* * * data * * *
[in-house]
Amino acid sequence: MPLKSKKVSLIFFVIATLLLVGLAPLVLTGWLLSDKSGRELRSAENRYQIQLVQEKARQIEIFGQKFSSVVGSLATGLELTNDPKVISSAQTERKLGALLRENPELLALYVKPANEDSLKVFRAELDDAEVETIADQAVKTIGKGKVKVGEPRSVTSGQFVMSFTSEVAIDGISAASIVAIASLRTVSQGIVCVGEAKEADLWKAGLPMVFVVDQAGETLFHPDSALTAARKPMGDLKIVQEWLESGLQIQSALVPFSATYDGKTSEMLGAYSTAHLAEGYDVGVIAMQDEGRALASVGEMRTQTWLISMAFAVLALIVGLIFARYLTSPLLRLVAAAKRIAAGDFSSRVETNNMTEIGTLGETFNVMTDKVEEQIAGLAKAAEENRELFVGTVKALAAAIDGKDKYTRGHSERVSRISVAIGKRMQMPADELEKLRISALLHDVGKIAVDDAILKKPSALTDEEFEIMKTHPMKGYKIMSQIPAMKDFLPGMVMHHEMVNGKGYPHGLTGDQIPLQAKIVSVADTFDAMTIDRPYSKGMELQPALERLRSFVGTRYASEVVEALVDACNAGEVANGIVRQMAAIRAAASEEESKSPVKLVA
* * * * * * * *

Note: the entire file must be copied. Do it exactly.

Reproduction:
[in-house]
Amino acid sequence: MPLKSKKVSLIFFVIATLLLVGLAPLVLTGWLLSDKSGRELRSAENRYQIQLVQEKARQIEIFGQKFSSVVGSLATGLELTNDPKVISSAQTERKLGALLRENPELLALYVKPANEDSLKVFRAELDDAEVETIADQAVKTIGKGKVKVGEPRSVTSGQFVMSFTSEVAIDGISAASIVAIASLRTVSQGIVCVGEAKEADLWKAGLPMVFVVDQAGETLFHPDSALTAARKPMGDLKIVQEWLESGLQIQSALVPFSATYDGKTSEMLGAYSTAHLAEGYDVGVIAMQDEGRALASVGEMRTQTWLISMAFAVLALIVGLIFARYLTSPLLRLVAAAKRIAAGDFSSRVETNNMTEIGTLGETFNVMTDKVEEQIAGLAKAAEENRELFVGTVKALAAAIDGKDKYTRGHSERVSRISVAIGKRMQMPADELEKLRISALLHDVGKIAVDDAILKKPSALTDEEFEIMKTHPMKGYKIMSQIPAMKDFLPGMVMHHEMVNGKGYPHGLTGDQIPLQAKIVSVADTFDAMTIDRPYSKGMELQPALERLRSFVGTRYASEVVEALVDACNAGEVANGIVRQMAAIRAAASEEESKSPVKLVA